he announcement of this concert at St. James Place came as a very pleasant surprise. There’s no need to wait until June to hear an Aston Magna Concert! And that is certainly a event much-anticipated among early music lovers and Berkshire residents. Aston Magna regulars, Daniel Stepner, baroque violin, Laura Jeppesen, viola da gamba, Peter Sykes, harpsichord, and Andrea LeBlanc, baroque flute, will play excerpts from a central work by J. S. Bach, A Musical Offering, covering the basic styles of composition contained within it: canons, a fugue (ricercare), and a trio sonata, as well as sonatas—respectively for viola da gamba and violin, flute, and violin—by Buxtehude, Handel, and C. P. E. Bach. The selection from the Offering is especially sympathetic to the other works on the program, with the simpler ricercare (the one Bach was able to improvise on the spot, when Frederick the Great presented him with his theme and the challenge to write a fugue on it) and the Trio Sonata.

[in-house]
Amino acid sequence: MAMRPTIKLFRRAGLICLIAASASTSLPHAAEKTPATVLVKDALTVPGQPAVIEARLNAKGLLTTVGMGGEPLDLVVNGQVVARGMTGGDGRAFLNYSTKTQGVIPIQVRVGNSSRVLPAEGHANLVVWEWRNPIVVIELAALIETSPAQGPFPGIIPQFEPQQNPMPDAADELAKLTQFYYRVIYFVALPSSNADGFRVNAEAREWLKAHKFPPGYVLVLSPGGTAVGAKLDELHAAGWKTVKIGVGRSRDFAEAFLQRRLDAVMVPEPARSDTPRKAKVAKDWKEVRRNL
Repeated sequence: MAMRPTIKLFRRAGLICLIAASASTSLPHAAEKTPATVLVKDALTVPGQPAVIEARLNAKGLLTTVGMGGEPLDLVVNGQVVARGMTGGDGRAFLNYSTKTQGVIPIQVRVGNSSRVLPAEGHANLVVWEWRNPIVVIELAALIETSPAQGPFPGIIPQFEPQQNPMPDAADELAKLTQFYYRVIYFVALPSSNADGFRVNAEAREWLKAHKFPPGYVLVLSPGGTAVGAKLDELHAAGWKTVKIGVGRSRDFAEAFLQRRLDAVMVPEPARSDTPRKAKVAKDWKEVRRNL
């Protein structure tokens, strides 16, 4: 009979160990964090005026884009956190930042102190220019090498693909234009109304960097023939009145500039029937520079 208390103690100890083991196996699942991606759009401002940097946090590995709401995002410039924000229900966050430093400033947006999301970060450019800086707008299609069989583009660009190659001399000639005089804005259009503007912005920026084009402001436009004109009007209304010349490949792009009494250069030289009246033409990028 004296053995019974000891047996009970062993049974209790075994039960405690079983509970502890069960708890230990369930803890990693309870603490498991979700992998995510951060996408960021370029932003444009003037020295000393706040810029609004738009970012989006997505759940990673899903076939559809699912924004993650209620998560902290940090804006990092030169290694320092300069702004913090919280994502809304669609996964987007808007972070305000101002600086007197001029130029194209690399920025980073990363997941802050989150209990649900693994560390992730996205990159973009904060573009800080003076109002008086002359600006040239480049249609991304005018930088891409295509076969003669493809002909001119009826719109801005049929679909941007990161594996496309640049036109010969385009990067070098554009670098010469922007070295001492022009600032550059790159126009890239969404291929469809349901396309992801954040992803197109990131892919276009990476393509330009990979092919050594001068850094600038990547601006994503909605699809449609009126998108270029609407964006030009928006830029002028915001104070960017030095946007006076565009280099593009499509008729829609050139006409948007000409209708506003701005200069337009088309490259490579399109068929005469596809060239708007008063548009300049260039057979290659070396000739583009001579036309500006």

Holland is known as an incubator of the movement to restore the use of historically authentic instruments in the performance of early music, particularly in its most recent phase of the past half-century. While this owes much to the personalities and examples of such notable figures as Gustav Leonhardt, Frans Brüggen, and the (Belgian) Kuijken brothers, there are two other compelling factors: a knowledgeable and receptive public, and the presence of a treasured collection of historically important baroque-period organs housed in magnificent acoustical settings.